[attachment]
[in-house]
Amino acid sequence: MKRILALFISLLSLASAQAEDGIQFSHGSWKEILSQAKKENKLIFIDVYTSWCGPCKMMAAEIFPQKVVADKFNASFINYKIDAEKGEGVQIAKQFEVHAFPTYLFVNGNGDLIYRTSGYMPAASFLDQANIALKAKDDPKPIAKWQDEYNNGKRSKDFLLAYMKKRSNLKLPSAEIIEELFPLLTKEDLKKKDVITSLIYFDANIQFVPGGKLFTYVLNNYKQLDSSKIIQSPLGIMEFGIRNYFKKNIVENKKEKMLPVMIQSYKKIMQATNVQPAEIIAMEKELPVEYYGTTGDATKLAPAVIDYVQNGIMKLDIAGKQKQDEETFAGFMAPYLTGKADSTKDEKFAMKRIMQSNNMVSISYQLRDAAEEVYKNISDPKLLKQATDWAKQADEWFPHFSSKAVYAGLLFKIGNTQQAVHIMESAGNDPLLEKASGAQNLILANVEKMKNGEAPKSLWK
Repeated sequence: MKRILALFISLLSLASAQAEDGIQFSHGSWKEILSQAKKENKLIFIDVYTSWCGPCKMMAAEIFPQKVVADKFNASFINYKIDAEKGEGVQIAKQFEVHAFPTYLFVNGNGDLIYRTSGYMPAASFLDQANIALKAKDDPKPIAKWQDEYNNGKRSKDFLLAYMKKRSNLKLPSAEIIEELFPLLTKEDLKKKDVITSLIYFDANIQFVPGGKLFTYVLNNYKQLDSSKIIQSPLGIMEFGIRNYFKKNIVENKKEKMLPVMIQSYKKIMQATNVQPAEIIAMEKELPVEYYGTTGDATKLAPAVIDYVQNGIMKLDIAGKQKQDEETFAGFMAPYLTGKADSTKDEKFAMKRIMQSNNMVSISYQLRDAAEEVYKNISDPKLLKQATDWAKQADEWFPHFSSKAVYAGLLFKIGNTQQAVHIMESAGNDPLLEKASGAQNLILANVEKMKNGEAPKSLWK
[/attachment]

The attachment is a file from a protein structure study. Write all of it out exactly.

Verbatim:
[in-house]
Amino acid sequence: MKRILALFISLLSLASAQAEDGIQFSHGSWKEILSQAKKENKLIFIDVYTSWCGPCKMMAAEIFPQKVVADKFNASFINYKIDAEKGEGVQIAKQFEVHAFPTYLFVNGNGDLIYRTSGYMPAASFLDQANIALKAKDDPKPIAKWQDEYNNGKRSKDFLLAYMKKRSNLKLPSAEIIEELFPLLTKEDLKKKDVITSLIYFDANIQFVPGGKLFTYVLNNYKQLDSSKIIQSPLGIMEFGIRNYFKKNIVENKKEKMLPVMIQSYKKIMQATNVQPAEIIAMEKELPVEYYGTTGDATKLAPAVIDYVQNGIMKLDIAGKQKQDEETFAGFMAPYLTGKADSTKDEKFAMKRIMQSNNMVSISYQLRDAAEEVYKNISDPKLLKQATDWAKQADEWFPHFSSKAVYAGLLFKIGNTQQAVHIMESAGNDPLLEKASGAQNLILANVEKMKNGEAPKSLWK
Repeated sequence: MKRILALFISLLSLASAQAEDGIQFSHGSWKEILSQAKKENKLIFIDVYTSWCGPCKMMAAEIFPQKVVADKFNASFINYKIDAEKGEGVQIAKQFEVHAFPTYLFVNGNGDLIYRTSGYMPAASFLDQANIALKAKDDPKPIAKWQDEYNNGKRSKDFLLAYMKKRSNLKLPSAEIIEELFPLLTKEDLKKKDVITSLIYFDANIQFVPGGKLFTYVLNNYKQLDSSKIIQSPLGIMEFGIRNYFKKNIVENKKEKMLPVMIQSYKKIMQATNVQPAEIIAMEKELPVEYYGTTGDATKLAPAVIDYVQNGIMKLDIAGKQKQDEETFAGFMAPYLTGKADSTKDEKFAMKRIMQSNNMVSISYQLRDAAEEVYKNISDPKLLKQATDWAKQADEWFPHFSSKAVYAGLLFKIGNTQQAVHIMESAGNDPLLEKASGAQNLILANVEKMKNGEAPKSLWK